“I haven’t had a career, just a series of incidents,” said Barry Cryer in 1998. “I’ve been dogged by good luck all my life.”

But anyone who knew him, worked with him or loved his work knew it was much, much more than that.

Quite simply, Cryer, who has died at the age of 86, was an innately funny man, a prolific talent with impeccable comic timing and a punchline always readily available.

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Barry Cryer’s moth joke

During a career that spanned seven decades, he was a presence on many much-loved TV series, a long-serving panellist on radio show I’m Sorry I Haven’t A Clue, and wrote for a generation of British comedians such as Ronnie Barker, Ronnie Corbett, and Tommy Cooper, as well as US stars including Bob Hope and Richard Prior.

Whether his jokes came from the pen or the stage, they made millions laugh over the years – and inspired scores of younger comics to follow in his footsteps.

Born in Leeds in 1935, Cryer went on to study English literature at university in the city before beginning his career in entertainment in variety theatre. After moving to London, he started writing for Irish performer Danny La Rue.

It was a chance meeting with the late David Frost at a nightclub that saw him move into the world of TV writing. It was the start of a long-running partnership, with Cryer going on to work on several Frost shows on both the BBC and ITV, including Frost Over England and Frost On Sunday.

More on Barry Cryer

“You can’t cater for that,” Cryer once said of their meeting. “It’s serendipity. It just happened, and I’ve been in the right place at the right time quite a few times in my life.”

The star also appeared on a string of panel shows, including That’s Showbusiness, Blankety Blank, and What’s My Line?, at the same time writing material for some of British comedy’s biggest names, including as one of the main writers on the hit show The Two Ronnies.

Barry Cryer’s best one-liners

  • “Quick – the noise made by a dyslexic duck”
  • “I’m 59 and people call me middle-aged. How many 118-year-old men do you know?”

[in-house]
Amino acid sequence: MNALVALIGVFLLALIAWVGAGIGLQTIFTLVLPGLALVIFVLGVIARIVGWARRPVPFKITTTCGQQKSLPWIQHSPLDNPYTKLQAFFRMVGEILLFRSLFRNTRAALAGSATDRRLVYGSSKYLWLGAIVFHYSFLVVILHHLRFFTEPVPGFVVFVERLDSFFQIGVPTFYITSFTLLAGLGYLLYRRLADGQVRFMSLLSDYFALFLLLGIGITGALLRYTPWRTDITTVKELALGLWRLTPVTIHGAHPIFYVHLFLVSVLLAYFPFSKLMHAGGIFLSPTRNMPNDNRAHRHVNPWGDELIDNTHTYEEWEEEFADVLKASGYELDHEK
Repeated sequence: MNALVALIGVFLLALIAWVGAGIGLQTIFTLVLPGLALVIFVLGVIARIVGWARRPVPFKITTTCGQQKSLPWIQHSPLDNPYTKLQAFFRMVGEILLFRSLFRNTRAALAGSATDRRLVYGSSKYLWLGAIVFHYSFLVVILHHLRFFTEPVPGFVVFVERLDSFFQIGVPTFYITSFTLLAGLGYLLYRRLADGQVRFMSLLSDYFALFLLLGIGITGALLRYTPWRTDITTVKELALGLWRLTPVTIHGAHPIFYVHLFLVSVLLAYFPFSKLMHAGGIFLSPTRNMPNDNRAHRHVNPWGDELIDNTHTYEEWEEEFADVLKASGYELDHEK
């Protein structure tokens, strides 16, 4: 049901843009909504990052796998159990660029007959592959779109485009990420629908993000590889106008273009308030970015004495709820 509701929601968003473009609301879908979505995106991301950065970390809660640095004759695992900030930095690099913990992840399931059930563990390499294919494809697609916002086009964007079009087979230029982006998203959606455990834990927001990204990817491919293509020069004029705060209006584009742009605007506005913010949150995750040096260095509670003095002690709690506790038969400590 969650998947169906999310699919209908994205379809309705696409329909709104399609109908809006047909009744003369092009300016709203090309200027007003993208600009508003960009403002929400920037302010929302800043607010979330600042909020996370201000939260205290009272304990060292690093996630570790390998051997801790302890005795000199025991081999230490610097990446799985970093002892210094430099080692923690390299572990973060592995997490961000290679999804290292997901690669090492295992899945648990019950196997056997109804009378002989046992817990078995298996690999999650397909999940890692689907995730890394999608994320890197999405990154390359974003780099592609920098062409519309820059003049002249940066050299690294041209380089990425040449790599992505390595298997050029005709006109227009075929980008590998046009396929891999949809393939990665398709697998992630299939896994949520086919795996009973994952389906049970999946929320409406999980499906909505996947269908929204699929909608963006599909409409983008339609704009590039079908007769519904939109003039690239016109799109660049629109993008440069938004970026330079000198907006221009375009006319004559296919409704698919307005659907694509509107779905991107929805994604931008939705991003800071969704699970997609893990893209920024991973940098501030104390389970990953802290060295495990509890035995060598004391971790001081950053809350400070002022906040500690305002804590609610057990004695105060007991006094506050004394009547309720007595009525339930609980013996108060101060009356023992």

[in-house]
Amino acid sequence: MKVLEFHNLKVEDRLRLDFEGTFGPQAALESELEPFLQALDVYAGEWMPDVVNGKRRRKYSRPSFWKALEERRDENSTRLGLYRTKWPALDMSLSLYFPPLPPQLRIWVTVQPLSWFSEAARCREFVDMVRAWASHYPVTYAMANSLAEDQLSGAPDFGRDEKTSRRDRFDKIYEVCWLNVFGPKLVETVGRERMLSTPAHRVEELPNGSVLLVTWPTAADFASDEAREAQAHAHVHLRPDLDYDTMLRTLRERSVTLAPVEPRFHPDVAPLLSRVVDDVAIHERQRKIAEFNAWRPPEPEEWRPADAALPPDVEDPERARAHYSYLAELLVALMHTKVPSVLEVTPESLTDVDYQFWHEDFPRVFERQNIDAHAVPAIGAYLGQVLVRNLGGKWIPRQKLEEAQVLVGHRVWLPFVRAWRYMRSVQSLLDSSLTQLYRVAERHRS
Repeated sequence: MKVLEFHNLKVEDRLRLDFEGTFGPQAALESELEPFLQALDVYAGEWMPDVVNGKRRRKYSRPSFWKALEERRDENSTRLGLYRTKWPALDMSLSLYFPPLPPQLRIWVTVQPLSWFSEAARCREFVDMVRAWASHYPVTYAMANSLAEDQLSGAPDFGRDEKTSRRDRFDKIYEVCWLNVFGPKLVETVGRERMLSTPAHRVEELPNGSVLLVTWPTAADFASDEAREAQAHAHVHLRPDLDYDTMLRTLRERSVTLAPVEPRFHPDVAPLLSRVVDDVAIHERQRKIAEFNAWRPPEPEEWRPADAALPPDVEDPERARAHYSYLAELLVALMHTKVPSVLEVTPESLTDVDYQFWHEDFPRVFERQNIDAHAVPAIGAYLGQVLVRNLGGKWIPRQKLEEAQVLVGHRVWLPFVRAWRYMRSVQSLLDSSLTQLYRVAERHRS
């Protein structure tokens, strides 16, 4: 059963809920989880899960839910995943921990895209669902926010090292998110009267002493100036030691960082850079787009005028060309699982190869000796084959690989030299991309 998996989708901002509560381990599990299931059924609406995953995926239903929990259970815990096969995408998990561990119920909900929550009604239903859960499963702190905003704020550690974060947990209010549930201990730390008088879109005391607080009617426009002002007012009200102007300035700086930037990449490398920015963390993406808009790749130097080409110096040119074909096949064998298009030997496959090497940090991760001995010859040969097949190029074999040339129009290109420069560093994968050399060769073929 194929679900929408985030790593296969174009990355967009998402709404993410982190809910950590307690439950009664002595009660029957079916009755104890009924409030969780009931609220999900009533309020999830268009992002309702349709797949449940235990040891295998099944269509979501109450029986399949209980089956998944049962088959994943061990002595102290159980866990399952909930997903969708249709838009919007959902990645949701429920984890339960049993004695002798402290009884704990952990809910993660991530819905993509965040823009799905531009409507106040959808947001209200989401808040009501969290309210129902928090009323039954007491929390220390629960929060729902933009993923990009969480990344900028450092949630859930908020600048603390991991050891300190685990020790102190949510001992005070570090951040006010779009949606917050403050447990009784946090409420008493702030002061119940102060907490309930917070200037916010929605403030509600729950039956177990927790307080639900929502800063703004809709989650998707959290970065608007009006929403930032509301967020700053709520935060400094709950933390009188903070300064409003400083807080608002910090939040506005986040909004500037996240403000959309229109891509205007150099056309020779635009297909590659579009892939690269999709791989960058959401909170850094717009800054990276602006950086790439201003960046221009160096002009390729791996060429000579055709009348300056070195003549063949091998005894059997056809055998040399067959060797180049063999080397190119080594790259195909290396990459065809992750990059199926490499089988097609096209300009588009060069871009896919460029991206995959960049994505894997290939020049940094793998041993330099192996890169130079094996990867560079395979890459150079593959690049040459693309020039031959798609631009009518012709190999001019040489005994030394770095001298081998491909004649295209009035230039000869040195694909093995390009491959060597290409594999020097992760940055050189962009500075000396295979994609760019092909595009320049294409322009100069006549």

• “I met my wife and Ronnie Corbett on the same day. I tossed a coin… and married her”
  • “A wife is in the bathroom trying on a new dress. She comes out and says to her husband: ‘Does my bum look big in this?’ He says: ‘Oh be fair, love, it’s quite a small bathroom'”
  • “Picasso was burgled and did a drawing of the robbers. Police arrested a horse and two sardines”
  • “Analysing comedy is like dissecting a frog. Nobody laughs and the frog dies”

Billy Connolly, Russ Abbot, Bobby Davro, Jasper Carrott, Morecambe and Wise, Les Dawson, Stanley Baxter, Dick Emery, Dave Allen, Frankie Howerd and Mike Yarwood were among those he worked with over the years.

He was made an OBE in 2001 and was also a member of the entertainment charity the Grand Order of Water Rats. In 2018, he was given a lifetime achievement award for his comedy career by the British Music Hall Society.

Cryer also had another, more unusual addition to his long and distinguished CV – a surprise number one hit thanks to his cover of 1958 novelty song Purple People Eater. Already popular following its release, the comedian’s version gained success in the Nordic countries, achieving a number one in Finland.

Funny to the end, he launched the podcast Now, Where Were We? with one of his sons, actor and writer Bob, just a month before his death, featuring chats with famous pals he hadn’t seen since for a while due to the pandemic. Guests included Stephen Fry, Danny Baker, Miriam Margolyes and Sanjeev Bhaskar.

“There is some very explicit language used in punchlines from time to time,” the synopsis for the show reads. “But Barry’s nearly 90, so it’s sort of delightful, isn’t it?”

Known as Baz by those who loved him, Cryer leaves behind Theresa, his wife of almost 60 years, and their children Tony, David and Jack, as well as Bob; grandchildren Ruby, Tom, Evan, Archie, Hope, Martha and Connie, and great-granddaughter Isobel.

Following his death, his family encouraged people to share their memories and “celebrate Baz”, paying tribute to “a talented comedy writer and comedian” who they said actually preferred the terms “hack and entertainer” – and would joke that “the term ‘national treasure’ meant he’d just been dug up”.

Cryer had a “gift for friendship (as anyone who still has a landline will testify) and a genius for putting people at their ease”, they said, adding with his typical comic timing: “Oh yes, and he made many people laugh. A lot. Over many years.”

Stars of comedy young and old also shared their tributes to and memories of “one of the absolute greats of British comedy”. They paint a picture of a man who was always there for others, be it making birthday calls or taking the time to offer his words of wisdom.

His own advice to young comics? “You’ll get knocked back when you start, but keep coming back. Dust yourself down and pick yourself up. We all had it to start with and it will happen.

“But the good ones survive.”